How to Improve StumbleUpon’s 404 Page?

What’s wrong with this 404 page on StumbleUpon? Before we start, the cats are lovely and SU is a goldmine. Saying that, there’s always room for improvement.  Read how to improve error messages, help, forms, and other crisis points if this topic interests you.

What is a 404 Page?

First, what is a 404 page?

It’s the page you’re shown, when the site’s search engine (or index) can’t find what you’re looking for.

In other words, you search for some phrase, it searches the index, and if it’s not there, you get a 404 page.

How to write 404 Pages

I know it sounds simple but develop the page with the reader in mind. Instead of telling them that they made an error or, even worse, there is nothing you can do for them, look at the problem as an opportunity.

Here’s how:

  • What word, phrase or acronym did they use? Capture this in a log file. If it keeps coming up in searches, see if you need to add it to your index or list of keywords.
  • What were they trying to find? For example, if they typed in the name of the product incorrectly, be smart enough to give them the correct page?
  • What should they do next? Here’s where  StumbleUpon could improve the page very easily. If your site has a directory (or site map), add this to the 404 page. Instead of hitting Back, maybe they will use the site map instead.
  • Mind your Langauge. Don’t blame or suggest that the user got it wrong. Keep it light and find ways to help them get to their destination. For example, include a link to your tech support’s twitter account. That’s what it’s there for, right?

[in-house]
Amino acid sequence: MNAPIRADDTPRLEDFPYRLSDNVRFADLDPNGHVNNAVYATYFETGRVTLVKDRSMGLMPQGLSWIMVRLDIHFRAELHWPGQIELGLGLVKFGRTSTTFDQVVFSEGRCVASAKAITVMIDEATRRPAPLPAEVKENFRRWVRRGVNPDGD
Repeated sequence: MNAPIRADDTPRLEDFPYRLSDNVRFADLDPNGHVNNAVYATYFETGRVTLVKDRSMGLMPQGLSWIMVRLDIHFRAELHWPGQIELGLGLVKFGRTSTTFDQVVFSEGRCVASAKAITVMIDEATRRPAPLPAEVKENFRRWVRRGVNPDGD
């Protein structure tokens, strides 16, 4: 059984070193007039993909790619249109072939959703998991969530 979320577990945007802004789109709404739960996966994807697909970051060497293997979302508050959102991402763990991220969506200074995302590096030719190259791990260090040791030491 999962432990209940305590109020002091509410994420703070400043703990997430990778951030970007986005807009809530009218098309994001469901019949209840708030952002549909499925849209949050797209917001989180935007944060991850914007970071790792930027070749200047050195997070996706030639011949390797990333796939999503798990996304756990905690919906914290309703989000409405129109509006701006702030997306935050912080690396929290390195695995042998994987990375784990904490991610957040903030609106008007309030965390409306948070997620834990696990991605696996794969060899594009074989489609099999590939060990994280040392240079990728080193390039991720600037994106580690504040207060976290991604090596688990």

How to improve 404 Pages

There’s often something negative about 404 pages. I think this may be because they are often:

  • Written as an after-thought.
  • Often by the developers (not web writers).
  • Seen as low value.

Try to turn this around. Look for ways to help stranded readers find their way back to the page – or close to the page – they were looking for.

Give them at least two way to do this. For example, include a site map and a contact form on the 404 page.

You want them to contact you, right?

If not, then they’ll pick up on this and go elsewhere.

And this may be the real problem with 404 pages. When I land on one, I feel that it’s my fault. Words like ‘error’and ‘incorrect’ should be removed from these pages.

Instead, flip it around. Ask how you can help them find what they’re looking for?

StumbleUpon got it half right with the cute cats and the map… but they forgot to show us, the lost reader, the map.

How would you improve this 404 page?